I have had the privilege over the past nearly 20 years to circumcise about 5000 babies and guess how many times I have asked the parents whether their beautiful new baby has received Vitamin K orally or by injection?

You guessed it…not once!

Why, you may ask? The answer is quite simple. My job is to make sure that every baby regardless of race or religious background has a perfect experience. Everything I do must support this perfect experience or I wouldn’t do it. That said, the method I use stops any and all bleeding immediately or within the first or second diaper change. In my opinion, many of the studies used that can easily be seen online all over the place

(https://www.cdc.gov/ncbddd/vitamink/faqs.html) do not take into account the method I use for the procedure. Babies are also a lot stronger and healthier nowadays even in comparison to just 50 years ago. There are of course babies born with a rare disease (Hemophilia) having to do with blood clotting but 99.9% of babies have no such issues. It is always important to consult with your doctor on how to approach these cases. It seems that for many parents the Vitamin K is a controversial issue and I respect everyone’s feelings.

However, I don’t ask parents whether their baby has received and I certainly can not tell after the fact whether the baby did or did not receive the Vitamin K as either way there’s no bleeding or it’s immediately controlled and stopped. Not once has there been a bleeding issue that couldn’t be resolved on the spot at the time of the circumcision within a minute! Finally, in the Jewish tradition and based on God’s commandment to Abraham in The Bible a Bris/Circumcision is performed on the 8th day (or post 8th day at times but not before). Why? Because God said so! Well of course, but there must be a benefit as the 8th day was not chosen by God arbitrarily. It has both spiritual and physical health benefits and they are most certainly connected to each other.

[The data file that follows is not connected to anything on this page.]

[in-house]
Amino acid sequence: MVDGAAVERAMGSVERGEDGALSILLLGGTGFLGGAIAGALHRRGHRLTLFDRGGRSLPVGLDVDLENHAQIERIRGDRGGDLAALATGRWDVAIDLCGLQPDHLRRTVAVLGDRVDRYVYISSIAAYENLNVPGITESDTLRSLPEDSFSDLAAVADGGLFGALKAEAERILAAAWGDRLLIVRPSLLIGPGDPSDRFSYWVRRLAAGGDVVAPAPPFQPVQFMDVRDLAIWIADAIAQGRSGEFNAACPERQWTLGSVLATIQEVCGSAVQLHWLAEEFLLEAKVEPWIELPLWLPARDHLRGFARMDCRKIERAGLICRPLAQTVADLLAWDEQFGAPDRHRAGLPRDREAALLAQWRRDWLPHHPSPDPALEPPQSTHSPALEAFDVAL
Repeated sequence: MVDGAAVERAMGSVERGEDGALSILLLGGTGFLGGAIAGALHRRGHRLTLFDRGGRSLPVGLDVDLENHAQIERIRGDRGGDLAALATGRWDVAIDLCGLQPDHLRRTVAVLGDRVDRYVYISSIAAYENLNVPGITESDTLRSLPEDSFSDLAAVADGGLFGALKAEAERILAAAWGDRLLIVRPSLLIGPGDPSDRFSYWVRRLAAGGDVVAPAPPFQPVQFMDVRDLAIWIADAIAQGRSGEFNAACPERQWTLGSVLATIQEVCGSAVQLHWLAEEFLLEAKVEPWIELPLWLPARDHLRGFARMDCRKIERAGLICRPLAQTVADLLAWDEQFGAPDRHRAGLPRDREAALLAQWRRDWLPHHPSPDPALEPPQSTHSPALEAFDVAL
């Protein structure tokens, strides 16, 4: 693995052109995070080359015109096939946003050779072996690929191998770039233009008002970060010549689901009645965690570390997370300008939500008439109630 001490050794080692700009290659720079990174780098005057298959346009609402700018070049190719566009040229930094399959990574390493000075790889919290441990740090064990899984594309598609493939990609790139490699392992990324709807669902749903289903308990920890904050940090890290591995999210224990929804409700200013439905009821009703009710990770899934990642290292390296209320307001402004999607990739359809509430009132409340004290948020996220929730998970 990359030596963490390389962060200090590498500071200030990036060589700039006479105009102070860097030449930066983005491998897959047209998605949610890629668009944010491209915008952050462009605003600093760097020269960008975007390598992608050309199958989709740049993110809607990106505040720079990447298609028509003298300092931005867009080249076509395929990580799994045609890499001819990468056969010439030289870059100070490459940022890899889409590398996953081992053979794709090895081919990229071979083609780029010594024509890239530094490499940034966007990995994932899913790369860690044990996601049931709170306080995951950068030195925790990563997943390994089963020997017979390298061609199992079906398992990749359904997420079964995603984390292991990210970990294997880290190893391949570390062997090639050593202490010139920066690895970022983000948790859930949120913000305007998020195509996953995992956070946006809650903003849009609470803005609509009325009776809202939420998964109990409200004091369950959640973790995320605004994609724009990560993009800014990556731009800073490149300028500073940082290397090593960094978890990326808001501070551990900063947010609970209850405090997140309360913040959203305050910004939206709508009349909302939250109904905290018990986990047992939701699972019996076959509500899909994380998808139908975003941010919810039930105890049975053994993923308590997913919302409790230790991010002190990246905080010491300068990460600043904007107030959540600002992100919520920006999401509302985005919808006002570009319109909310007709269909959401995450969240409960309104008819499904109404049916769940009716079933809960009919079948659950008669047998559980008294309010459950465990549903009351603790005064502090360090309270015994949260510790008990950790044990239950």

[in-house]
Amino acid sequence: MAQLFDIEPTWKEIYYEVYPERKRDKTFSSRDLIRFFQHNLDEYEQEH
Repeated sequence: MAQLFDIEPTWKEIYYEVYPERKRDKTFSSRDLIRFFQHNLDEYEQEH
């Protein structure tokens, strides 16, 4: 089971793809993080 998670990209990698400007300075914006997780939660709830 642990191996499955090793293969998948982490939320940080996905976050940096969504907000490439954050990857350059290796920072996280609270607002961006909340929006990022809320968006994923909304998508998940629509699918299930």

Ayala Abrahamov, M.D., Senior Professor of Pediatrics at the Faculty of Medicine at the Hebrew University of Jerusalem, in her article “Problems with Blood Clotting and Bleeding in Newborns” writes: “The system of blood clotting or coagulation depends on certain types of proteins, called platelets, which are produced by the liver. These materials, known by the Roman numerals I-XIII (1-13), work in sequence [together with various enzymes] until a stable clot called fibrin is formed. In the first days after birth, the liver is not yet developed enough to survive any surgical operations, which could cause massive bleeding and lead to the death of the newborn, whose body simply does not have the ability to stop the blood flow on its own. Physiologically, until the eighth day, the liver slowly develops, until on the eighth day itself, it is mature enough to fulfill its role to create the clots necessary to stop bleeding.”

Dr. Armand James Quick (1894-1978), who served for years as the head of the Department of Biochemistry at Marquette University in Wisconsin, specialized in blood research. As part of his work, he made a number of significant discoveries and developed an important blood diagnosis test known as Quick’s Tests I, II, III. His procedure for determining blood-clotting time and the amount of the hormone prothrombin in the blood were considered pioneering discoveries in the field. He notes in his writings that during the first days of a newborn’s life, the amount of blood clotting material is limited, so that even a small cut is liable to cause serious danger for a newborn, to the point of threatening its life.

By the eighth day after birth, the ability of the newborn’s blood to clot grows dramatically. Quick notes: “It is not a coincidence that the religion of Moses sets its ceremony for circumcision on the eighth day.”



I welcome your questions and comments. It would be my honor to share in your joy and as always, my job is to make sure your son has a perfect experience! I also invite you to read or write a review of your experience with Rabbi Rappaport!